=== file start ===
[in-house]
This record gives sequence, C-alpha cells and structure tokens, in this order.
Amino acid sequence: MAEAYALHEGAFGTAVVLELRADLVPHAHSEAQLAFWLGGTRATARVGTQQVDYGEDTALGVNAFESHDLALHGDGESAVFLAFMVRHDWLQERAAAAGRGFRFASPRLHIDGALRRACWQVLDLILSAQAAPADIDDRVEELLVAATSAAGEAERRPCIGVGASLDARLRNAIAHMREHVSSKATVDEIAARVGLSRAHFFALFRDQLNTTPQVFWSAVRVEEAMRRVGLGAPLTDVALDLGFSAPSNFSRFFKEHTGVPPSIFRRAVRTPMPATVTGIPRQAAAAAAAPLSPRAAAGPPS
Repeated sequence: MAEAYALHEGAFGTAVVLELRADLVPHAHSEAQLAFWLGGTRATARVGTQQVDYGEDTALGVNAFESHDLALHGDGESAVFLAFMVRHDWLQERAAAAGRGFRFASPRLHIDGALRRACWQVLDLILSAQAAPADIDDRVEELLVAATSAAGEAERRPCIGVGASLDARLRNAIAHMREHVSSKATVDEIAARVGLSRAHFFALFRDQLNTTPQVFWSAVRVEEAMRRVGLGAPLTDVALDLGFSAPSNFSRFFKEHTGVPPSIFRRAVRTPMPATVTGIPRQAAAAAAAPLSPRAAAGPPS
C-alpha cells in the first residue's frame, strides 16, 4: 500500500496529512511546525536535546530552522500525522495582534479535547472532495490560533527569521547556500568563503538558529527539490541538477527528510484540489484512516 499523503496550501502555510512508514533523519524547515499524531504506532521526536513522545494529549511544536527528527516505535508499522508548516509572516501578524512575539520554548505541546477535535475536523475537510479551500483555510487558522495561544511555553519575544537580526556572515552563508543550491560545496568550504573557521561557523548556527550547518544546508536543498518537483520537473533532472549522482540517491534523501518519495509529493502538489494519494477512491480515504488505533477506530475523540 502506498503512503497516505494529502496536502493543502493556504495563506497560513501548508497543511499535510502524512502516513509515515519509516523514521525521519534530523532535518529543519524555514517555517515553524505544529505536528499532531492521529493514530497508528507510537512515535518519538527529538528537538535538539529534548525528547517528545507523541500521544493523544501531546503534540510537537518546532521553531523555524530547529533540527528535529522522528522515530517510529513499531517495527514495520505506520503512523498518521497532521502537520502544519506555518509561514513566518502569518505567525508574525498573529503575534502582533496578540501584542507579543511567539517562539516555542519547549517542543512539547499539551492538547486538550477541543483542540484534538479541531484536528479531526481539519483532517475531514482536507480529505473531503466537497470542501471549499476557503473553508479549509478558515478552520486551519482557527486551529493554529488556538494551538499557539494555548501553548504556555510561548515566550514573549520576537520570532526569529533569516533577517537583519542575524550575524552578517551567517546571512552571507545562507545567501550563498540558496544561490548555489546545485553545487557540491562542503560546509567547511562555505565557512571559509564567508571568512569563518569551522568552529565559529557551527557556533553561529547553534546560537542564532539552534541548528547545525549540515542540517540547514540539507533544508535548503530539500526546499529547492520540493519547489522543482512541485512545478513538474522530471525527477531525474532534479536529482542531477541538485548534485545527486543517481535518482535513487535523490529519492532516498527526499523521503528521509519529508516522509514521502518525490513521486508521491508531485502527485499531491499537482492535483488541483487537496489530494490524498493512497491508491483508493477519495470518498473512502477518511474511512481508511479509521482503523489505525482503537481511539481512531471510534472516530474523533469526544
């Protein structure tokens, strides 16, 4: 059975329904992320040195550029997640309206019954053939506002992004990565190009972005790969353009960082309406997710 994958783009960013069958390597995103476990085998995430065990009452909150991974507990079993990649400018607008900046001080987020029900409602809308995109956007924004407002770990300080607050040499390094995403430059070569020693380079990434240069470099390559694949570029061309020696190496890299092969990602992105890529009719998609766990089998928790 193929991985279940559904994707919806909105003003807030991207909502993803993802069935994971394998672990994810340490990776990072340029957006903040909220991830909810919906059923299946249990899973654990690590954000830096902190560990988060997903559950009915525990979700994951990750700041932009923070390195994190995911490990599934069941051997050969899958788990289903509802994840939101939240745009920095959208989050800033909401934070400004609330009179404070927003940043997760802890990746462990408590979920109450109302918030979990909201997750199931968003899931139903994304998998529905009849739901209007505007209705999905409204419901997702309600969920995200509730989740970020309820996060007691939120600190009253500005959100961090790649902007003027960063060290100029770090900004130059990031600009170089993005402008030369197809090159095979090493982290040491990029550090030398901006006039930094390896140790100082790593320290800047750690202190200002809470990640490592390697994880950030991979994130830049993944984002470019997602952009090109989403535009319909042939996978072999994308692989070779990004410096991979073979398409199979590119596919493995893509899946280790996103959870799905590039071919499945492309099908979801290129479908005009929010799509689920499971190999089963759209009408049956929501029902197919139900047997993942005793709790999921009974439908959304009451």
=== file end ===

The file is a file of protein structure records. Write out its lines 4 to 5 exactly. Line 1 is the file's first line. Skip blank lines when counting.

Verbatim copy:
Repeated sequence: MAEAYALHEGAFGTAVVLELRADLVPHAHSEAQLAFWLGGTRATARVGTQQVDYGEDTALGVNAFESHDLALHGDGESAVFLAFMVRHDWLQERAAAAGRGFRFASPRLHIDGALRRACWQVLDLILSAQAAPADIDDRVEELLVAATSAAGEAERRPCIGVGASLDARLRNAIAHMREHVSSKATVDEIAARVGLSRAHFFALFRDQLNTTPQVFWSAVRVEEAMRRVGLGAPLTDVALDLGFSAPSNFSRFFKEHTGVPPSIFRRAVRTPMPATVTGIPRQAAAAAAAPLSPRAAAGPPS
C-alpha cells in the first residue's frame, strides 16, 4: 500500500496529512511546525536535546530552522500525522495582534479535547472532495490560533527569521547556500568563503538558529527539490541538477527528510484540489484512516 499523503496550501502555510512508514533523519524547515499524531504506532521526536513522545494529549511544536527528527516505535508499522508548516509572516501578524512575539520554548505541546477535535475536523475537510479551500483555510487558522495561544511555553519575544537580526556572515552563508543550491560545496568550504573557521561557523548556527550547518544546508536543498518537483520537473533532472549522482540517491534523501518519495509529493502538489494519494477512491480515504488505533477506530475523540 502506498503512503497516505494529502496536502493543502493556504495563506497560513501548508497543511499535510502524512502516513509515515519509516523514521525521519534530523532535518529543519524555514517555517515553524505544529505536528499532531492521529493514530497508528507510537512515535518519538527529538528537538535538539529534548525528547517528545507523541500521544493523544501531546503534540510537537518546532521553531523555524530547529533540527528535529522522528522515530517510529513499531517495527514495520505506520503512523498518521497532521502537520502544519506555518509561514513566518502569518505567525508574525498573529503575534502582533496578540501584542507579543511567539517562539516555542519547549517542543512539547499539551492538547486538550477541543483542540484534538479541531484536528479531526481539519483532517475531514482536507480529505473531503466537497470542501471549499476557503473553508479549509478558515478552520486551519482557527486551529493554529488556538494551538499557539494555548501553548504556555510561548515566550514573549520576537520570532526569529533569516533577517537583519542575524550575524552578517551567517546571512552571507545562507545567501550563498540558496544561490548555489546545485553545487557540491562542503560546509567547511562555505565557512571559509564567508571568512569563518569551522568552529565559529557551527557556533553561529547553534546560537542564532539552534541548528547545525549540515542540517540547514540539507533544508535548503530539500526546499529547492520540493519547489522543482512541485512545478513538474522530471525527477531525474532534479536529482542531477541538485548534485545527486543517481535518482535513487535523490529519492532516498527526499523521503528521509519529508516522509514521502518525490513521486508521491508531485502527485499531491499537482492535483488541483487537496489530494490524498493512497491508491483508493477519495470518498473512502477518511474511512481508511479509521482503523489505525482503537481511539481512531471510534472516530474523533469526544